- Reginald Innes Pocock
Reginald Innes Pocock F.R.S. (
March 4, 1863- August 9, 1947) was a British zoologist.
Pocock was born in
Clifton, Bristol, the fourth son of Rev. Nicholas Pocock and Edith Prichard. He began showing interest in natural history at St. Edward's School, Oxford. He received tutoring in zoology from Sir Edward Poulton, and was allowed to explore comparative anatomy at the Oxford Museum. He studied biologyand geologyat University College, Bristolunder Conwy Lloyd Morganand William Johnson Sollas. In 1885 he became an assistant at the Natural History Museum, and worked in the section of Entomologyfor a year. He was put in charge of the collections of Arachnidaand Myriapoda. He was also tasked with arranging the British birds collections, in the course of which he developed a lasting interest in ornithology. The 200 papers he published in his eighteen years at the museum soon brought him recognition as an authority on Arachnida and Myriapoda.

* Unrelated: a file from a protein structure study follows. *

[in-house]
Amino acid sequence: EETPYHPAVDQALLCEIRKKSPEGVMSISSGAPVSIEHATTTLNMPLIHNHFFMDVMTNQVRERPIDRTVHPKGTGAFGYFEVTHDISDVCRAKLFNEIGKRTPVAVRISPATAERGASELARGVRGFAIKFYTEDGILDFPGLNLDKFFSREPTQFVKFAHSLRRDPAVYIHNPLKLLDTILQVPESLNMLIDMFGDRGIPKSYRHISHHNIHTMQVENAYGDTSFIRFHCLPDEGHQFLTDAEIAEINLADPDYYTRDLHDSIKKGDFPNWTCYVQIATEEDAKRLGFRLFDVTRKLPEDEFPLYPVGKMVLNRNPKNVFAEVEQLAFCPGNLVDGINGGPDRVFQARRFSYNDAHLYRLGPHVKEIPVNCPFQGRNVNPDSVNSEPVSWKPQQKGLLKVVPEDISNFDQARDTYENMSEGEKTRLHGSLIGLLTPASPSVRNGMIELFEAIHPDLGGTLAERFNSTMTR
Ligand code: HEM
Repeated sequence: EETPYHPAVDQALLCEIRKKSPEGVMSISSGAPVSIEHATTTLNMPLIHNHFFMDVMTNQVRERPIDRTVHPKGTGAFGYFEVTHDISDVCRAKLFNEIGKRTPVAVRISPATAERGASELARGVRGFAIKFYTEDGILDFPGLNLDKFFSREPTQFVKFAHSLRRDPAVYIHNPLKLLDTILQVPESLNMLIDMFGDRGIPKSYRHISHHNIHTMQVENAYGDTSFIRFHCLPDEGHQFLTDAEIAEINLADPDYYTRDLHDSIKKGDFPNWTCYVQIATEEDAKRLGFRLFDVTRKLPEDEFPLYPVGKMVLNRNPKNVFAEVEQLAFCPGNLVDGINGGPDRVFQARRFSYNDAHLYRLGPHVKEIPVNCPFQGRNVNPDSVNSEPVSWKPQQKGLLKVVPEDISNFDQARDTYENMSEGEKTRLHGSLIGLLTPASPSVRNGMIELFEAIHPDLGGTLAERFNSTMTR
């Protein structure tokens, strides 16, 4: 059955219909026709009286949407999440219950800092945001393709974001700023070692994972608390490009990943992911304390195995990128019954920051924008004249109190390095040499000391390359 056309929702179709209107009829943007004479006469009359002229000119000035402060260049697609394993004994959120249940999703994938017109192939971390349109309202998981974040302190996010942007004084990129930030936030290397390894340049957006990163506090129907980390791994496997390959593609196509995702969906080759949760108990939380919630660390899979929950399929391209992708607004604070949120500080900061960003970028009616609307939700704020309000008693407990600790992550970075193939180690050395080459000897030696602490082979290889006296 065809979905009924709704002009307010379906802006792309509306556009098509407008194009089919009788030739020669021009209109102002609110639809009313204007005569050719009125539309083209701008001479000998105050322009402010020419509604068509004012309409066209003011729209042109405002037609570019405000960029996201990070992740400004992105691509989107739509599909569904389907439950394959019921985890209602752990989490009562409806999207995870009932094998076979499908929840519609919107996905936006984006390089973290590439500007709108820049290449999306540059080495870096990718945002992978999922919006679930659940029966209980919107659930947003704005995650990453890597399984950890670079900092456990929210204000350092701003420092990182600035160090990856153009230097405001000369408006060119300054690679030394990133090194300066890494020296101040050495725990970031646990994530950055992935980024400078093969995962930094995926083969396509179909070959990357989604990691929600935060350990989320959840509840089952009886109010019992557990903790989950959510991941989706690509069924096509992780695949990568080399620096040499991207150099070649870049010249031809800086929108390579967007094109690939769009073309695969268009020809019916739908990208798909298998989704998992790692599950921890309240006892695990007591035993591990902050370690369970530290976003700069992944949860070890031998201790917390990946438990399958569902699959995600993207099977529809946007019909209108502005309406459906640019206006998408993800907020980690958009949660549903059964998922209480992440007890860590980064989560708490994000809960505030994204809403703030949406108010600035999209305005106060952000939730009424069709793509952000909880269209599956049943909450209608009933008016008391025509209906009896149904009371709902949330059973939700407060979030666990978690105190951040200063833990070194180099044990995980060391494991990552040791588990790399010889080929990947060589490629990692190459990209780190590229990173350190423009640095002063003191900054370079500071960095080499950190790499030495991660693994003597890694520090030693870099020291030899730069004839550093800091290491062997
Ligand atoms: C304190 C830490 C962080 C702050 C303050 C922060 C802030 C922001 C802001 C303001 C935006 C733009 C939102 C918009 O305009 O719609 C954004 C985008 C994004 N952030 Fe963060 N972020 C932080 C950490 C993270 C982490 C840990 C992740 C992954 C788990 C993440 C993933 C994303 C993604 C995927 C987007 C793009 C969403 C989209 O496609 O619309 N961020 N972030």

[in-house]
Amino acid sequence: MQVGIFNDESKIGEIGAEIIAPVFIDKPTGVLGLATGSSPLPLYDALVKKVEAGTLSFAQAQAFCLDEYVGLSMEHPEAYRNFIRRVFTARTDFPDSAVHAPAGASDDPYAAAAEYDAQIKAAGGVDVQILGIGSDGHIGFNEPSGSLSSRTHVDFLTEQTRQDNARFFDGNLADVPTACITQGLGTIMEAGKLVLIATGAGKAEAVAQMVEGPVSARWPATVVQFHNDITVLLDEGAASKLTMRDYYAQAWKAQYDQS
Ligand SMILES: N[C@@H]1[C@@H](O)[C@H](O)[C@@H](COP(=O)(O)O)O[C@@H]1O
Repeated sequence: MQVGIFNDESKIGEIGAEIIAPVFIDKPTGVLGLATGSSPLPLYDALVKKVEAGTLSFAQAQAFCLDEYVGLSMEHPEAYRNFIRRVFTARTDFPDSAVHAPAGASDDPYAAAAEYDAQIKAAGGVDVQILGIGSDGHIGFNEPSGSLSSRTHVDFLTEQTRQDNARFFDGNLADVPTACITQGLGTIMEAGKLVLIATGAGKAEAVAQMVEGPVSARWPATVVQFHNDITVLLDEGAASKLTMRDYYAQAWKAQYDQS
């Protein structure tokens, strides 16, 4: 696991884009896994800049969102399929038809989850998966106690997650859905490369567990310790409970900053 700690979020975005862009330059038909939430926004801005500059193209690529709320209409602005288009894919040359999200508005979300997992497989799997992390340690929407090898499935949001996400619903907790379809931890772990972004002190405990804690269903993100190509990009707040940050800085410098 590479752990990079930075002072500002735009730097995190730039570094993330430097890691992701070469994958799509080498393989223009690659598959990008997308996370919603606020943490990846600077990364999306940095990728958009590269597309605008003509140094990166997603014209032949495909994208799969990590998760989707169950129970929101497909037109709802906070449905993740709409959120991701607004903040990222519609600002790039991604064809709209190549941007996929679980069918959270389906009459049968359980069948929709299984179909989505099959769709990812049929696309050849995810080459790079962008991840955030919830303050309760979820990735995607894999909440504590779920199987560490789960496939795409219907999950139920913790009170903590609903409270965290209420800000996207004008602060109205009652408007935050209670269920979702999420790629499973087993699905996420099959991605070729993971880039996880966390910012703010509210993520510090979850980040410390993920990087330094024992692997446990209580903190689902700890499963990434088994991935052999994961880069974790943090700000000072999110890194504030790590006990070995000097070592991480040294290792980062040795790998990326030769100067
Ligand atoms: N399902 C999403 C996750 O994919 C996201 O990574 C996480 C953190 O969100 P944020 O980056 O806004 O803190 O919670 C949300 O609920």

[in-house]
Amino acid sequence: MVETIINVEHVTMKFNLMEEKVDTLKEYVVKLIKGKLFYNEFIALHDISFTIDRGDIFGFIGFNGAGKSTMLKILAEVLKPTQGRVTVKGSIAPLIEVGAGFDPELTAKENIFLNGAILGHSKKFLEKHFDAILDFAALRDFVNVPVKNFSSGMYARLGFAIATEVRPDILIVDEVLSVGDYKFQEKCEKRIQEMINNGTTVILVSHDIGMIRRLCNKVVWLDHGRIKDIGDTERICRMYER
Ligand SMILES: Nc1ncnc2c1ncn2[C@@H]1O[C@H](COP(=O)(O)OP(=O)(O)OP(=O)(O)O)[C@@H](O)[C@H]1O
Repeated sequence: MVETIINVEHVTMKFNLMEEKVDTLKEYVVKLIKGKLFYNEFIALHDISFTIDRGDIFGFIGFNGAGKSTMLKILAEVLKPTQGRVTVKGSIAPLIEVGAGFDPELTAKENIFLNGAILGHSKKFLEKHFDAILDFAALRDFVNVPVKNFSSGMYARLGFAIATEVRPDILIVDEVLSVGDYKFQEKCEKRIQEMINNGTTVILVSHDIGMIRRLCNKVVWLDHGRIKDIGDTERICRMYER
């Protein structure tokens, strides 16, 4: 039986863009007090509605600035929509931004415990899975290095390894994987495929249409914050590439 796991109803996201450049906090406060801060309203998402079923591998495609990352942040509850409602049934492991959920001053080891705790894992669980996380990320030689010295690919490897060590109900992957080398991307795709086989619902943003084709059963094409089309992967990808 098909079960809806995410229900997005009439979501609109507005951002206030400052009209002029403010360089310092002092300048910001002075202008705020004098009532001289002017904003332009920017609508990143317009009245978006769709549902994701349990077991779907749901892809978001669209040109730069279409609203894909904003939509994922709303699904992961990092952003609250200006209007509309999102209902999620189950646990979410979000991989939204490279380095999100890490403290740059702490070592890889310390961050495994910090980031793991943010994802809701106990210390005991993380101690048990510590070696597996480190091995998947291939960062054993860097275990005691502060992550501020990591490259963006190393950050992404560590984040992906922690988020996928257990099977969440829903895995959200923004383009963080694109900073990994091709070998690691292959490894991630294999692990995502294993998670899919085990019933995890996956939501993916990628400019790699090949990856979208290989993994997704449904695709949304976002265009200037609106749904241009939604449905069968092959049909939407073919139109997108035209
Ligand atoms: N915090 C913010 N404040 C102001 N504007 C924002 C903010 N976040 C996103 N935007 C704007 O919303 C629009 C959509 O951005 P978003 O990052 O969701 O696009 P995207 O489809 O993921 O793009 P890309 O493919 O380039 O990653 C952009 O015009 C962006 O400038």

In 1904 he left to become Superintendent of
London Zoo, remaining so until his retirement in 1923. He then worked, as a voluntary researcher, in the British Museum, in the mammals department. He described the Leoponin a 1912 letter to "The Field", based on examination of a skin sent to him by W. S. Millard, the Secretary of the Bombay Natural History Society.
*Reginald I. Pocock (1902) "Arachnida. Scorpiones, Pedipalpi, and Solifugae"
*Reginald Innes Pocock (1902) "Biologia Centrali-Americana. Arachnida."
*Reginald Innes Pocock (1900) "The Fauna of British India (including Ceylon and Burma)" - the "Arachnida" volume.
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